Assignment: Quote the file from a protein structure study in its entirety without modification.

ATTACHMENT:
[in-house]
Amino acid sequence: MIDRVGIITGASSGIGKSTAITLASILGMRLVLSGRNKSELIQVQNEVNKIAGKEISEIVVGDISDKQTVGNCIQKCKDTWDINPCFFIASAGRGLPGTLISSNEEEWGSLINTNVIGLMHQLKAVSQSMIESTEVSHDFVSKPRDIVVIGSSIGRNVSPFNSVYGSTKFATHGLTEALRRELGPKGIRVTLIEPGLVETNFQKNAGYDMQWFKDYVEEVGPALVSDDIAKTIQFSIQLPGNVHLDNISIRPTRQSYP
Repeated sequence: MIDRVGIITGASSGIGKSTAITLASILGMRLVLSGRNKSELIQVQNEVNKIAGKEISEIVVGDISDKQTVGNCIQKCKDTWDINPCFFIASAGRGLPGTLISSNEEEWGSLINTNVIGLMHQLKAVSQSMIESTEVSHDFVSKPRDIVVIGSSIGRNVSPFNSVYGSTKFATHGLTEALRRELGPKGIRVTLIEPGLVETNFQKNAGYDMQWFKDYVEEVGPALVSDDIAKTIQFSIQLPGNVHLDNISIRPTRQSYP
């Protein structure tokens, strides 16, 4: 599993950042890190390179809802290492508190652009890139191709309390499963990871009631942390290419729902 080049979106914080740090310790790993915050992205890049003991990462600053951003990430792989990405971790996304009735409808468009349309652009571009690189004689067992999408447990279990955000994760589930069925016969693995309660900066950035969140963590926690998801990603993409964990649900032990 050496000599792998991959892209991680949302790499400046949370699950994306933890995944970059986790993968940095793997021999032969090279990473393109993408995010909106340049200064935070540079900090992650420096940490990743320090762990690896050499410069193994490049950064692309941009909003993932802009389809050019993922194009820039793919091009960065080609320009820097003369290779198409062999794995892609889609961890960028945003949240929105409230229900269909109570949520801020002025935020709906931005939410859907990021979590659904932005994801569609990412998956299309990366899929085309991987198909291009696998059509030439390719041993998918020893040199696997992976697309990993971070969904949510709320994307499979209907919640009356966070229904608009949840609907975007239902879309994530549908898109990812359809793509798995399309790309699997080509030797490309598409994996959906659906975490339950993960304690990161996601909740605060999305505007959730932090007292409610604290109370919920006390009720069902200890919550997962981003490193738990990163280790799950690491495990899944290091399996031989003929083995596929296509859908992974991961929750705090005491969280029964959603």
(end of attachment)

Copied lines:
[in-house]
Amino acid sequence: MIDRVGIITGASSGIGKSTAITLASILGMRLVLSGRNKSELIQVQNEVNKIAGKEISEIVVGDISDKQTVGNCIQKCKDTWDINPCFFIASAGRGLPGTLISSNEEEWGSLINTNVIGLMHQLKAVSQSMIESTEVSHDFVSKPRDIVVIGSSIGRNVSPFNSVYGSTKFATHGLTEALRRELGPKGIRVTLIEPGLVETNFQKNAGYDMQWFKDYVEEVGPALVSDDIAKTIQFSIQLPGNVHLDNISIRPTRQSYP
Repeated sequence: MIDRVGIITGASSGIGKSTAITLASILGMRLVLSGRNKSELIQVQNEVNKIAGKEISEIVVGDISDKQTVGNCIQKCKDTWDINPCFFIASAGRGLPGTLISSNEEEWGSLINTNVIGLMHQLKAVSQSMIESTEVSHDFVSKPRDIVVIGSSIGRNVSPFNSVYGSTKFATHGLTEALRRELGPKGIRVTLIEPGLVETNFQKNAGYDMQWFKDYVEEVGPALVSDDIAKTIQFSIQLPGNVHLDNISIRPTRQSYP
């Protein structure tokens, strides 16, 4: 599993950042890190390179809802290492508190652009890139191709309390499963990871009631942390290419729902 080049979106914080740090310790790993915050992205890049003991990462600053951003990430792989990405971790996304009735409808468009349309652009571009690189004689067992999408447990279990955000994760589930069925016969693995309660900066950035969140963590926690998801990603993409964990649900032990 050496000599792998991959892209991680949302790499400046949370699950994306933890995944970059986790993968940095793997021999032969090279990473393109993408995010909106340049200064935070540079900090992650420096940490990743320090762990690896050499410069193994490049950064692309941009909003993932802009389809050019993922194009820039793919091009960065080609320009820097003369290779198409062999794995892609889609961890960028945003949240929105409230229900269909109570949520801020002025935020709906931005939410859907990021979590659904932005994801569609990412998956299309990366899929085309991987198909291009696998059509030439390719041993998918020893040199696997992976697309990993971070969904949510709320994307499979209907919640009356966070229904608009949840609907975007239902879309994530549908898109990812359809793509798995399309790309699997080509030797490309598409994996959906659906975490339950993960304690990161996601909740605060999305505007959730932090007292409610604290109370919920006390009720069902200890919550997962981003490193738990990163280790799950690491495990899944290091399996031989003929083995596929296509859908992974991961929750705090005491969280029964959603």